Tibet, horses, water prayers

At the moment I’m in Tibet.

No, I don’t mean the Tibetan Autonomous Region (TAR), I mean historic and ethnic Tibet. TAR is the province occupied by China which contains Lhasa, and which we lazily often refer to as “Tibet” in English. Tibet proper also includes all of Qinghai province, and parts of several other Chinese provinces. Tibetan people making a political point refer to themselves as living in Tibet, even if they don’t live in TAR. As a tourist this is good news – it is much easier to visit the non-TAR parts of Tibet, than suffer the complex web of permits and travel restrictions in TAR itself.

I took an all day bus ride north of Chengdu, a dramatic drive up into the mountains along a river lined with electrical pylons and filled with dam after dam, arriving in Songpan (population 70,000). Immediately the contrast with large Chinese cities was clear. It is nestled amongst low green mountains, with old city walls still giving it shape. I felt immediately much happier.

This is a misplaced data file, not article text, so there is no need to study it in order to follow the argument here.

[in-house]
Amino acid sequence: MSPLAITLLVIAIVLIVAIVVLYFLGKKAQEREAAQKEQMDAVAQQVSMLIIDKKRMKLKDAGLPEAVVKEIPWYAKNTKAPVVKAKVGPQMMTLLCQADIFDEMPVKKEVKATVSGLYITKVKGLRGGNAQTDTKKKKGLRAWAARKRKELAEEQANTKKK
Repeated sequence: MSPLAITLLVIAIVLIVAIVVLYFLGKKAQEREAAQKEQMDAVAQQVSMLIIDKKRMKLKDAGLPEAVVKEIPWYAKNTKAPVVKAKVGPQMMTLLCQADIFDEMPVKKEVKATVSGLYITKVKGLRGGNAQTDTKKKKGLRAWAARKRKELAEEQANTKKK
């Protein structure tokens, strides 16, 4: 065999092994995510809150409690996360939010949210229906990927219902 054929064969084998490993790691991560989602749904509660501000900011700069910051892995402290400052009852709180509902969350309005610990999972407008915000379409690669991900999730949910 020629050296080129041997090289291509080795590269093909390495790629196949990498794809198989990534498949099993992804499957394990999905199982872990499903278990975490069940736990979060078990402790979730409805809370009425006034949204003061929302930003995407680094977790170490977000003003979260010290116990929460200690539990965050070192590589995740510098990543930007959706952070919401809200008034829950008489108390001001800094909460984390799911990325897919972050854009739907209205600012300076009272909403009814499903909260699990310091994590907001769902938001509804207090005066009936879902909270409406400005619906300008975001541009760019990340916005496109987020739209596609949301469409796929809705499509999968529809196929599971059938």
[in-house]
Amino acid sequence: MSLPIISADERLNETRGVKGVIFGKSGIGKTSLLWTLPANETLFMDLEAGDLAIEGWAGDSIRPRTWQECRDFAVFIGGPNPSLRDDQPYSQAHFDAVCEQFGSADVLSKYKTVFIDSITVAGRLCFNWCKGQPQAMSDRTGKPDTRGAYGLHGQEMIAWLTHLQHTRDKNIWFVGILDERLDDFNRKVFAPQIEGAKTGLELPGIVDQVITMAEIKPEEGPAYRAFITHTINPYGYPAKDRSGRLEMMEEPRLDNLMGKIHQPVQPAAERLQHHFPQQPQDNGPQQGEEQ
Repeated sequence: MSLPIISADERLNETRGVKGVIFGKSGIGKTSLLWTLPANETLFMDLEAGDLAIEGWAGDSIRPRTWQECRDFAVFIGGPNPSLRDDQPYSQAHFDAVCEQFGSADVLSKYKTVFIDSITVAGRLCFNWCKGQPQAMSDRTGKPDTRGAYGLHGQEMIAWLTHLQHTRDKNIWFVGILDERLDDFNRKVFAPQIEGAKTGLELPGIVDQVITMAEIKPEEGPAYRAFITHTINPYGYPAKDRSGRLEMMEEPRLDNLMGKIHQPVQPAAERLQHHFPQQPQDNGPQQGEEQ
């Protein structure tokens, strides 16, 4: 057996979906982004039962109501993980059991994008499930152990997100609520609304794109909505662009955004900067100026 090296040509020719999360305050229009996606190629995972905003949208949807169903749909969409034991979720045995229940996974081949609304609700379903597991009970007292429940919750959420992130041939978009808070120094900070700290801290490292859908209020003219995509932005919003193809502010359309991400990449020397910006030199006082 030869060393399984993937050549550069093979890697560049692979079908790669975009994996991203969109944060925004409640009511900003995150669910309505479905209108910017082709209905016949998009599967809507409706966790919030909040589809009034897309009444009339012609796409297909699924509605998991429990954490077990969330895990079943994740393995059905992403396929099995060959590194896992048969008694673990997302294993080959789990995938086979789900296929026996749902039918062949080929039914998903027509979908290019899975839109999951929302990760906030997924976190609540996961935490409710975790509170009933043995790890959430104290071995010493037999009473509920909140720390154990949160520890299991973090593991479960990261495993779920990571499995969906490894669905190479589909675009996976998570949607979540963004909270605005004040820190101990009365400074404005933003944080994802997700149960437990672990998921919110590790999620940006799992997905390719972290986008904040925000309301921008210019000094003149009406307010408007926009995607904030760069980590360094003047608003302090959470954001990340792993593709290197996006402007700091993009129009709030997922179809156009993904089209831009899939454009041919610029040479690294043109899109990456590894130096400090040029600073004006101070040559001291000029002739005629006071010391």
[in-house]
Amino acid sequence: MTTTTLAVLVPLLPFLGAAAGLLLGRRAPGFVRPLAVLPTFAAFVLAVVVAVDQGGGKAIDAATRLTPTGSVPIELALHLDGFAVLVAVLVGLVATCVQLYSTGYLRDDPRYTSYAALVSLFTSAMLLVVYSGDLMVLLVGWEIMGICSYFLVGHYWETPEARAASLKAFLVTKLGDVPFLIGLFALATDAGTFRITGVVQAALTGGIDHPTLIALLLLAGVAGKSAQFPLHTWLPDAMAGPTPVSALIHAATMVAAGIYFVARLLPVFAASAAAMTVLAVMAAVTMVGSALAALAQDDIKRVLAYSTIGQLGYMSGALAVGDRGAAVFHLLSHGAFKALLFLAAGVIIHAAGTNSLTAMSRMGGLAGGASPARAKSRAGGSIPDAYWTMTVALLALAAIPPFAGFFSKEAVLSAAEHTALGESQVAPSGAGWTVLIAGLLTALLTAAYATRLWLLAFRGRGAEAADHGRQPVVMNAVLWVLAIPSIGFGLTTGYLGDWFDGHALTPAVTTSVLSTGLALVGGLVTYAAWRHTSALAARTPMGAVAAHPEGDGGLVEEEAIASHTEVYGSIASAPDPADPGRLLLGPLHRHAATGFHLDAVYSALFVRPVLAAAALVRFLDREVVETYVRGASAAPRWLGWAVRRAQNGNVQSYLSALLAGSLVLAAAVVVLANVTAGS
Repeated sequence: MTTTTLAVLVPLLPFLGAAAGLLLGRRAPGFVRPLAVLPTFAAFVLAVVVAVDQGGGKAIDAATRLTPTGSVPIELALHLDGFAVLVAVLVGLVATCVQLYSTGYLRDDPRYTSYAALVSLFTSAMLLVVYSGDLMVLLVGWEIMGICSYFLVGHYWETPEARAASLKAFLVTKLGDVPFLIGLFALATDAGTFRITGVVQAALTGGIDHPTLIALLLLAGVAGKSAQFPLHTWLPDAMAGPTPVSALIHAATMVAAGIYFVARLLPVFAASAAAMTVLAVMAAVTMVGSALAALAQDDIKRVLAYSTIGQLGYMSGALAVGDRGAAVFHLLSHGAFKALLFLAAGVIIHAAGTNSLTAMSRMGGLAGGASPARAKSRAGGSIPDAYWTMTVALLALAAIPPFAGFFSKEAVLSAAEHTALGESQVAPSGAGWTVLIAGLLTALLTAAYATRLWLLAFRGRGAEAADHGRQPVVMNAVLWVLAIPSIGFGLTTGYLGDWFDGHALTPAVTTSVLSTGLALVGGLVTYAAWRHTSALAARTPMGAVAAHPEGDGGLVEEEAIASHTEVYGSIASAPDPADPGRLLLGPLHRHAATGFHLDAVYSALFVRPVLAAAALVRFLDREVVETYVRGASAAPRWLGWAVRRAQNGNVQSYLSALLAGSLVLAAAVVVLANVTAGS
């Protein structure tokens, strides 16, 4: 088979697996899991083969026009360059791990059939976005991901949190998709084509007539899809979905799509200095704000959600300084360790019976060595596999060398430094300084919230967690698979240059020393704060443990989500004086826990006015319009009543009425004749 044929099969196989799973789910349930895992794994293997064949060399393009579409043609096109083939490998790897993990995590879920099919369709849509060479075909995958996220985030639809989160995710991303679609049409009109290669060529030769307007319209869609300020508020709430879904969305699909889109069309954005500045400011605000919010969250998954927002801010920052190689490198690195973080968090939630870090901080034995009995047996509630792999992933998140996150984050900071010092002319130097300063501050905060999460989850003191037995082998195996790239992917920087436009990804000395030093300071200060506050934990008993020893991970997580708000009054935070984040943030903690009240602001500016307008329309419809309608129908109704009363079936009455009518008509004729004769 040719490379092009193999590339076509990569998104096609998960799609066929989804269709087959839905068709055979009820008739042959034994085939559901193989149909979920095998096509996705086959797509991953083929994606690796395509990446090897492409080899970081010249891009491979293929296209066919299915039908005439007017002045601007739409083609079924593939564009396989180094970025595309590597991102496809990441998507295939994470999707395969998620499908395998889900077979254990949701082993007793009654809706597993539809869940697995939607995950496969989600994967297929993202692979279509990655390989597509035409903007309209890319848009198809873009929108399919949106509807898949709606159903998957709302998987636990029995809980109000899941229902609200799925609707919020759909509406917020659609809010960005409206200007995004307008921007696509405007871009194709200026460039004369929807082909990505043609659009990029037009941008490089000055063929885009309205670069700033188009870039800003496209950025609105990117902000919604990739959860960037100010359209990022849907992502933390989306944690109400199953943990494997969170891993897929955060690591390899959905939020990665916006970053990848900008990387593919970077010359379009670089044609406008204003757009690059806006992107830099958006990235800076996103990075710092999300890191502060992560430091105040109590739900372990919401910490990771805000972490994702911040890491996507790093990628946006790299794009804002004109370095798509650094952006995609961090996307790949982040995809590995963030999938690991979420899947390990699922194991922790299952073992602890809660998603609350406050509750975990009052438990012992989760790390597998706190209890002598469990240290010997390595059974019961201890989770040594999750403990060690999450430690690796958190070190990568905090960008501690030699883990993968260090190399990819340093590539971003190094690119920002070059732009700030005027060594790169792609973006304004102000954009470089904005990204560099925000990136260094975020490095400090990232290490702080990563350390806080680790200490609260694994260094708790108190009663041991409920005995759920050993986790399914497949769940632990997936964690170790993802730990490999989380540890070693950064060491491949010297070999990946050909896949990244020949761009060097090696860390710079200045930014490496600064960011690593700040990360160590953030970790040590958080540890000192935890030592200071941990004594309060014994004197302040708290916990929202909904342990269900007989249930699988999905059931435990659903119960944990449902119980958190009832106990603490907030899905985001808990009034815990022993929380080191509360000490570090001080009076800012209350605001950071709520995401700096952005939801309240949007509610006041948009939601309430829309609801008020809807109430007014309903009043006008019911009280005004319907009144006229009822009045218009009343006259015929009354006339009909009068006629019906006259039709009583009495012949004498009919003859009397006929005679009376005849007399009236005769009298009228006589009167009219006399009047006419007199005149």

The thing to do in Songpan is to go horse trekking, which basically means a 3 day hike with camping, only all the uphill bits you sit on a horse. It’s too dangerous on steep downhill parts. This is hard work, back or knees aching after 6 hours riding in a day. Guides did all the real hard work, like erect tents and cook us dinner. The photo (right) is of a horse loaded up with feed, near a Tibetan prayer for peace, which involves putting arrows on the top of hills and mountains.

On the way we saw a Tibetan prayer water wheel (photo below). A small stream was channeled by rocks into a thin open pipe, where it landed on a simple and inefficient water wheel. This was housed in a little hut, and spun a prayer wheel. That, in turn, was octagonal, and had a chant written round it in the Tibetan alphabet. I assume that the idea, which is slightly mad if quite sweet and fun, is that by this means the river says your prayers for you.

4 thoughts on “Tibet, horses, water prayers

  1. I should add, that I later found out that these things might not have been part of Tibetan Buddhism, but the older animist Tibetan Bon religion. Many aspects of Tibetan Buddhism come from Bon, and Bon survives in some very small areas near here.

  2. Yes, we saw Tibetan prayer wheels everywhere in Nepal in 2001, including at least one water-driven one in the valley where we went trekking. You can get little hand-held ones that you wave around — every tourist tat stand is chock-a-block with these — and I seem to recall the big stupa has wind-operated ones around its perimeter, which suggests it is a (Tibetan) Buddhist practice. I’ll be back there in a week …

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